by Chris Kenrick
Is there a deeper meaning to the college rat race?
Students from Gunn and Palo Alto high schools pondered that question in a discussion with three Stanford University professors in a recent recording for the radio show "Philosophy Talk."
The discussion at Palo Alto High School, expected to be broadcast this fall, was part admissions strategy and part philosophy, mixed with some Stanford insider news and a large dose of youthful idealism.
The teens, mostly juniors about to embark on the college application process, questioned two philosophers — professors Ken Taylor of Stanford and John Perry, retired from Stanford and now at the University of California at Riverside — as well as sociologist Mitchell Stevens of Stanford.
The weekly radio show, anchored by Taylor and Perry, aims to bring "the richness of philosophic thought to everyday subjects." It is broadcast Sundays at 10 a.m. and Tuesdays at noon on San Francisco public-radio station KALW, and other outlets across the country.
Noting that colleges work hard to drum up applicants only to turn around and reject them in large numbers, Stevens likened the elite college-admission process to the exclusivity fostered by certain sought-after nightclubs.
"It's the velvet-rope syndrome," he said. "A club is as desirable as the quality of the people it turns away. ... It's one of the primary ways Americans kind of decide who's who."
Stevens spent 18 months working in admissions for an unnamed New England college before writing "Creating a Class: College Admissions and the Education of Elites," published in 2007 by Harvard University Press. He is now an associate professor in the Stanford School of Education.
Perry cited the "vicious circle" of colleges pumping up applications to boost their perceived selectivity, leading to "higher prestige, which means higher application numbers — you get the idea," he said.
He advocated what he said is strong educational value in community colleges and state university systems, not just elite institutions.
"Why is there such intense competition over the relatively few spots in the so-called elite colleges and universities?" he wondered.
Taylor marveled at the "extraordinary obsession with pedigree and prestige" in American society. "The reason colleges want to be part of the selectivity is that they're selling themselves as a ticket into the elite class," he said.
"They're not just selling research and knowledge, they're selling prestige — that's a branding thing.
"I bet some of the students in this audience believe the college you go to will make an enormous difference in the rest of your life," he said, motioning to several hundred Gunn and Paly students assembled in Haymarket Theatre.
Smelling hypocrisy in the elite admissions process, students questioned everything from the fairness of preferences for "legacy" and affirmative-action applicants to the marketing strategies of colleges.
"If the admissions offices are looking for the true person inside, but at the same time pushing and creating pressure on us to create this false identity, how is this paradox and hypocrisy affecting future the generations of America?" one asked.
Another asked, "We talk about how the best colleges aren't always the most prestigious ones, so how do we find the best colleges for ourselves and get past all the self-promotion of colleges trying to hike up their applicant rate?"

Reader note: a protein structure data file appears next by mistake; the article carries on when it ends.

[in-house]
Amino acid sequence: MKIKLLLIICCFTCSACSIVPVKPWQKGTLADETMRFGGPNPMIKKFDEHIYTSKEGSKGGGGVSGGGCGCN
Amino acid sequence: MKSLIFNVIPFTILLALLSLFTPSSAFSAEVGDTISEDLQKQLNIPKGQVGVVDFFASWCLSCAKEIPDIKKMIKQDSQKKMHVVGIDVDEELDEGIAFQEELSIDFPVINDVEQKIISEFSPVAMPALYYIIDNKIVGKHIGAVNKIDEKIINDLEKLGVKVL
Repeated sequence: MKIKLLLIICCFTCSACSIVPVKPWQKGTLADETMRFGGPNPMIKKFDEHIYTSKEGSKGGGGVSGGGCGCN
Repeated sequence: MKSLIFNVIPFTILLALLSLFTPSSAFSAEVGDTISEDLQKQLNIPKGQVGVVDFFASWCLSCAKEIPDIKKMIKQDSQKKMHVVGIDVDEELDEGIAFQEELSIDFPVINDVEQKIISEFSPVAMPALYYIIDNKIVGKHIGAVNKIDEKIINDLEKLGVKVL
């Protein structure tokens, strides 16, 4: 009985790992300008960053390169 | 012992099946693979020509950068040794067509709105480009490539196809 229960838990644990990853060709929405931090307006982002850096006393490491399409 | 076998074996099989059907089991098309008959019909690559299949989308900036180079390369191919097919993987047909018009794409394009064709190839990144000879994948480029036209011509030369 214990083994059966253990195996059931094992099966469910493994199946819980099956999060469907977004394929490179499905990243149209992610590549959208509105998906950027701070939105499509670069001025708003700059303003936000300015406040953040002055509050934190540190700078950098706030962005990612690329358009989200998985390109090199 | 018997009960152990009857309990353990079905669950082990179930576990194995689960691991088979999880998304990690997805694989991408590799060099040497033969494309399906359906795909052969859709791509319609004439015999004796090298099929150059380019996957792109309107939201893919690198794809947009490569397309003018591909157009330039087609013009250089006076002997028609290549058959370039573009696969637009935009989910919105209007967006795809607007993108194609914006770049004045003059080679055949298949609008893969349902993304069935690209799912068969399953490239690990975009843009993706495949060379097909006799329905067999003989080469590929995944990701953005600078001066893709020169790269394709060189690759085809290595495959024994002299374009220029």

Another student wondered whether student stress would decrease if colleges ignored extracurriculars and assessed applicants on academics alone, cutting the pressure on them to rack up extensive extracurricular resumes.
The irony, said Taylor, who has sat on a Stanford committee that advises on admission policies, is that colleges truly do want students to be themselves, not robots.
"They really are searching for authenticity — they really, really are," he said. "But they tell people that, and people don't believe them. They (applicants) think they're looking for a resume.
"Admissions officers are doing their darndest to see through resume-building."
Taylor said there even have been discussions about limiting the number of Advanced Placement classes the admissions office would consider, adding he did not know whether that would actually happen.
"Students come to college with nine, 10, 12 AP courses. Why? Because they think it's going to distinguish them. Stanford is wondering if we can do something to ratchet down the pressure."
More people began trying to "cross the velvet rope" than ever before after elite schools opened themselves to women and minorities in the 1970s, Stevens said.
"Admission to the elite class is no longer guaranteed just by birth or circumstance — it's a highly competitive thing," Taylor said.
"I don't know if elites are good things or bad things, but they're inevitable things and, if we're going to have them, it's so much more preferable that they be diverse."
Perry and Taylor said they both have advocated for experimentation with a lottery admission system for students who meet a certain threshold.
The student questioners were assembled by teachers Lucy Filppu of Paly and Jordan Huizing of Gunn. Filppu teaches the junior Humanities course at Paly and Huizing a similar course called Philosophy and Literature at Gunn. Students read Plato and Aristotle and study world religions, finishing, at Paly, with Oscar Wilde's "The Picture of Dorian Gray" and Tolstoy's "The Death of Ivan Ilyich."
"The college rat race is so prevalent and raises so many issue as to who owns your learning, and what does it mean to be an active participant in your own sense of knowledge," Filppu said.
"I think the students love the idea that they can kind of be Socrates and question the status quo and ask, 'What does it mean to be an individual as well as all those test scores?'"